Learning how to write a book is a many-stepped process – finding a story idea you love, outlining, drafting, rewriting and editing. Although you will encounter challenges during your first draft, asking good questions and acting on your answers will help you keep focused and finish. Here are 6 essential questions to ask yourself:
1. Are my expectations realistic for this stage?
Committing to getting your story down on the page is a bold first step. As a published author, editor and print journalist, I’ve learned it’s easy to lose motivation if you demand that your story reveals itself in beautiful, polished prose from the start. John Irving said, ‘More than a half, maybe as much as two-thirds of my life as a writer is rewriting.’ Knowing this:
Remember what first drafts are for: Just get the gist of the story to start. Use note form. Be messy. Allow yourself horrible clichés and dead metaphors. Just get the story told and leave it until the rewrites to switch on your internal editor.
Know you can always edit a ‘bad’ page: You can’t edit an empty document. Even if a scene feels lacking in tension or colour, keep moving. Note in the margin anything you want to redo and come back to it when your first draft is complete.
2. Where do my biggest writing challenges lie?
List the elements of writing craft you find most daunting. Perhaps you struggle with the bones of writing (grammar and punctuation); perhaps the connective tissue of story (structure); perhaps its body and clothing (description, characterization).
Whether you’re in the middle of your first draft or you’re getting ready to revise, make a list of errors you tend to make (such as plot holes or vague characterization). Check for these consciously as you go, but only make small additions or changes that don’t reduce momentum.
3. Do I need to restructure my writing process?
Sometimes, what seems like a story problem is procedural instead (and vice versa). For example: Scenes feel a bit disconnected. There aren’t enough plot or thematic arcs connecting events from chapter to chapter.
This first draft challenge could result from focusing on micro structure in the drafting process – writing the book scene by scene – and neglecting the larger – macro – structure.
Even if you prefer not to plan, find a plot outlining method you can dip into if you ever feel like you can’t see the way forward, or the connective pathways.
Returning to a bird’s eye view of where it’s all going is a reassuring fall-back. A map isn’t necessarily a prison. Rather, it gives you the freedom to go on off-the-track adventures – you know, at least, where the main co-ordinates of your story lie.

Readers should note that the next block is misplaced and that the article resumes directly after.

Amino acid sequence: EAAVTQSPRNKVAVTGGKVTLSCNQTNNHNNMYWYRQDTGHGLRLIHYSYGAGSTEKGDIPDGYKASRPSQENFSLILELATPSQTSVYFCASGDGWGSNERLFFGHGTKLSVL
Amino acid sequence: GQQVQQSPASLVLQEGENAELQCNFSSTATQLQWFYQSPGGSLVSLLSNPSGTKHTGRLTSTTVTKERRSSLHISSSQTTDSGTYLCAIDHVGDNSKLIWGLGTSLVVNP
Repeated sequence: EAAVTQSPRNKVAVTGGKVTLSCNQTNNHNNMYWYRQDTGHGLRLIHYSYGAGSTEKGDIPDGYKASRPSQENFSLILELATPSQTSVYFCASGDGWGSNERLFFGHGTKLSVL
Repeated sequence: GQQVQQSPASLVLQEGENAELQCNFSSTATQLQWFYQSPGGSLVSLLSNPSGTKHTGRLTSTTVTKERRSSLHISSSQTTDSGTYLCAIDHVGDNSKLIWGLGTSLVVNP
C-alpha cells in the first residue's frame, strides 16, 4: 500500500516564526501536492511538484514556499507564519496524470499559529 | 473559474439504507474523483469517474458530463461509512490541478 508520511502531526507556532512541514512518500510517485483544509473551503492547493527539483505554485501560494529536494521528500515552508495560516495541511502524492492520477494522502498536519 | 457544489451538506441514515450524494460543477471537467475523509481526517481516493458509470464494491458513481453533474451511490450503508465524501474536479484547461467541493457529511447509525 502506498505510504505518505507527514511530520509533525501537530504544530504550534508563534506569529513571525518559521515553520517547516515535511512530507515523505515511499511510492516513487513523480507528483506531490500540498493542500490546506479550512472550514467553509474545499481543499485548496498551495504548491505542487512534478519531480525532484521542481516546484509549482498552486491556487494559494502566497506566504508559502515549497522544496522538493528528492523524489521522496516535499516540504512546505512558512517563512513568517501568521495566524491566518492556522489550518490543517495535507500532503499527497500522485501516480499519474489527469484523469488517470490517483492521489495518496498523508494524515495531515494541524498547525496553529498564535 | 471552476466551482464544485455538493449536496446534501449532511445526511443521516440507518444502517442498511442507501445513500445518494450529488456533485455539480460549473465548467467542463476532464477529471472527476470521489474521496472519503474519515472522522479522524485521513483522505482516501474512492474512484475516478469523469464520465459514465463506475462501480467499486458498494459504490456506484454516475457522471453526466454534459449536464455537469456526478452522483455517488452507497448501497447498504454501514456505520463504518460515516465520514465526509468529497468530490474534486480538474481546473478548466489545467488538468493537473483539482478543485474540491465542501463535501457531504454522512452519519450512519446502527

4. Am I being organized and focused, and working smart?
We’re fortunate we don’t have to write entire novels on typewriters anymore. (Unless you love the romance of antique equipment!) There are so many tools that make organizing and writing first drafts faster and easier.
Writing a full-length novel naturally may seem a mammoth, daunting task. Simplify and focus better by:
Setting a deadline in a calendar and weekly word count targets: Google Calendar is free. You can even set alerts to remind you to stick to your writing plan. Use this as a loose, motivating guide.
Use note-keeping apps to store and organize research: Depending on genre, your story may require substantial research. Research the basics of what you need for the first draft and write note-form summaries of key dates, events and ideas in an app like Evernote for easy reference.
Use brainstorming tools to be more systematic: We developed the first step of the DIY process on Now Novel, for example, to help writers struggling with how to write a book (and finish) brainstorm and simplify. Guided prompts separate elements of story (such as plot and characterization) into manageable units.
5. Have I developed the kernel of my story idea enough?
Writing a novel, short story, or even non-fiction such as memoir, has the same task at root: Finding the large-scale and small-scale details of the actual story. Sometimes you can get past feeling stuck in a first draft by going back to the ‘5 W’s’ of story:
What is the story about: What happens? What are the main events and what themes do they explore? What subplots may develop a key theme (e.g. ‘the power of courage’) and your characters further?
Who is central in the story: Whose story do you want to tell, and why is this character (or group of characters) and their story engrossing?
Why: Why do you want to tell this story? Why do characters want or choose what they do?
Where: Where does this story take place (what is its setting)? How does place change, and what new hurdles or discoveries will these changes bring your characters?
When: Does the story span a single day or centuries? Does it depict events in the past, events happening now, or does it imagine a possible future?
Keep these questions in mind at every stage, from brainstorming story ideas to rewriting. Making sure each of the 5 W’s is intriguing ensures even your first draft will be rich and well-layered.
6. Do I need external writing help?
Although some authors finish their novels solo, acknowledgements pages are common for good reason. The conversations and collaborations we form during creative projects often unlock new paths and inspirations. Join a writing group or work one-on-one with a writing coach – however you prefer to get outside assistance.
Whichever way you approach your first draft, establish a process that will give you the balance of structure and freedom you need to tell the story only you can tell from start to finish.